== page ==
I would have liked to have had more Kamran (love interest / mysteriously wonderful boy character). I think the story could have slowed down in the beginning when they were falling for each other. There could have been even more about their initial bond so that you could believe in the strength of their early relationship a bit more, before things crumbled. *Spoiler* I thought that mom’s reversal at the end stretched believability, since she was a supreme witch from the start. The turnaround was difficult to accept, and seemed too happy-ending-ish to feel right, given the tone of the book to that point.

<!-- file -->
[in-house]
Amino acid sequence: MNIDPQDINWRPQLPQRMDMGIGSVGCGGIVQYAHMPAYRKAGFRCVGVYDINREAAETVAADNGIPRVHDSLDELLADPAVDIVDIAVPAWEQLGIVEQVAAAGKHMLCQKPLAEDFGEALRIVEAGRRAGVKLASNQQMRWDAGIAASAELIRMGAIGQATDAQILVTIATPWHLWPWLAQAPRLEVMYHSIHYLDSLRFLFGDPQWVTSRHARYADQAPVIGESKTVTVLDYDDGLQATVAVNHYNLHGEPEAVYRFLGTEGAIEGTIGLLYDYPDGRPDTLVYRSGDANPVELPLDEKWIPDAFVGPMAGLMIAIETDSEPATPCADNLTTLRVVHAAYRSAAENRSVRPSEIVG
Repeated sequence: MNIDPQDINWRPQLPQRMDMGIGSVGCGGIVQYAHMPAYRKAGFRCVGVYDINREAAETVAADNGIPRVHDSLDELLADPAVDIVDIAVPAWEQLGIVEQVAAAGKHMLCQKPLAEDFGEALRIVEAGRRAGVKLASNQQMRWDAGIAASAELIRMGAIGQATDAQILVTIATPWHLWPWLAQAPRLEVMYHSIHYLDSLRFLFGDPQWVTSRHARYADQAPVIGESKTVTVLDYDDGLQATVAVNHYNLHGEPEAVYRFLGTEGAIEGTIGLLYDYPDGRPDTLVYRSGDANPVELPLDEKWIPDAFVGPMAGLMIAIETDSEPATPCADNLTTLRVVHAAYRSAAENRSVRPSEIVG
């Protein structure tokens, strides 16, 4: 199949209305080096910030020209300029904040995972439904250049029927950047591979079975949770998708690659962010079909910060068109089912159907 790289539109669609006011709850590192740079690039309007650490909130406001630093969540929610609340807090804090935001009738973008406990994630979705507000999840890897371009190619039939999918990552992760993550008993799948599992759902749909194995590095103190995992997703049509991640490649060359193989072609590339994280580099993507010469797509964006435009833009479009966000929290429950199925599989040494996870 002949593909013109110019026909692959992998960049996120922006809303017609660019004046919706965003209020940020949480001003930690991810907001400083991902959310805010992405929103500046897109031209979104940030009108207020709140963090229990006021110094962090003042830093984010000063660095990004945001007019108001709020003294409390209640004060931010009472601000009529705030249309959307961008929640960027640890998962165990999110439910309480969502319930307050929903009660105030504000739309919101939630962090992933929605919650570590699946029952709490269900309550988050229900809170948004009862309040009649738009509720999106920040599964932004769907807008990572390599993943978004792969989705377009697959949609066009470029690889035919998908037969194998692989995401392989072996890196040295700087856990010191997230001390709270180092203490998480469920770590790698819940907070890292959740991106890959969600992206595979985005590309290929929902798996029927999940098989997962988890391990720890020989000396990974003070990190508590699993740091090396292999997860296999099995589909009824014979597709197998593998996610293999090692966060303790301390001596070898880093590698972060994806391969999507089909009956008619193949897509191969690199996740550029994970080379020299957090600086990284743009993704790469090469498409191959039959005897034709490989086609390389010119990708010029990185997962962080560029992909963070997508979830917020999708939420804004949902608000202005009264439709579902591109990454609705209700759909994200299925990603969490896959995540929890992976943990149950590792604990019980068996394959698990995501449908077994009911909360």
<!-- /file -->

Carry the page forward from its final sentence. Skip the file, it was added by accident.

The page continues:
Small things though, in a story that is sure to satisfy teens for its emotional force and intense subject matter. Tell Me a Secret is about discovering who you are, goodness, betrayal and being true. Join in at readergirlz in August, when it will be the featured title all month long.

Tell Me a Secret is published by Harper Teen.